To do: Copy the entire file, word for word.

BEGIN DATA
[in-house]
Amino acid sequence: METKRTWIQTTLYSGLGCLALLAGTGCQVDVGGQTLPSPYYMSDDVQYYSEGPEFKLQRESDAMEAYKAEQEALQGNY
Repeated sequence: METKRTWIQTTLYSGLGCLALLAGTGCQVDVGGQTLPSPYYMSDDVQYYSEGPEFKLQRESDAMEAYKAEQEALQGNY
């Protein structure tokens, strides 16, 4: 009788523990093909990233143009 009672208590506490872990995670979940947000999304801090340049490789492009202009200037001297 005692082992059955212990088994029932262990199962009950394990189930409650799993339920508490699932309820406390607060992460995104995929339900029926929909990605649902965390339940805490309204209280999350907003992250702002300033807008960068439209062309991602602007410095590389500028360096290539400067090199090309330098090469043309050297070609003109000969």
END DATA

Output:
[in-house]
Amino acid sequence: METKRTWIQTTLYSGLGCLALLAGTGCQVDVGGQTLPSPYYMSDDVQYYSEGPEFKLQRESDAMEAYKAEQEALQGNY
Repeated sequence: METKRTWIQTTLYSGLGCLALLAGTGCQVDVGGQTLPSPYYMSDDVQYYSEGPEFKLQRESDAMEAYKAEQEALQGNY
């Protein structure tokens, strides 16, 4: 009788523990093909990233143009 009672208590506490872990995670979940947000999304801090340049490789492009202009200037001297 005692082992059955212990088994029932262990199962009950394990189930409650799993339920508490699932309820406390607060992460995104995929339900029926929909990605649902965390339940805490309204209280999350907003992250702002300033807008960068439209062309991602602007410095590389500028360096290539400067090199090309330098090469043309050297070609003109000969």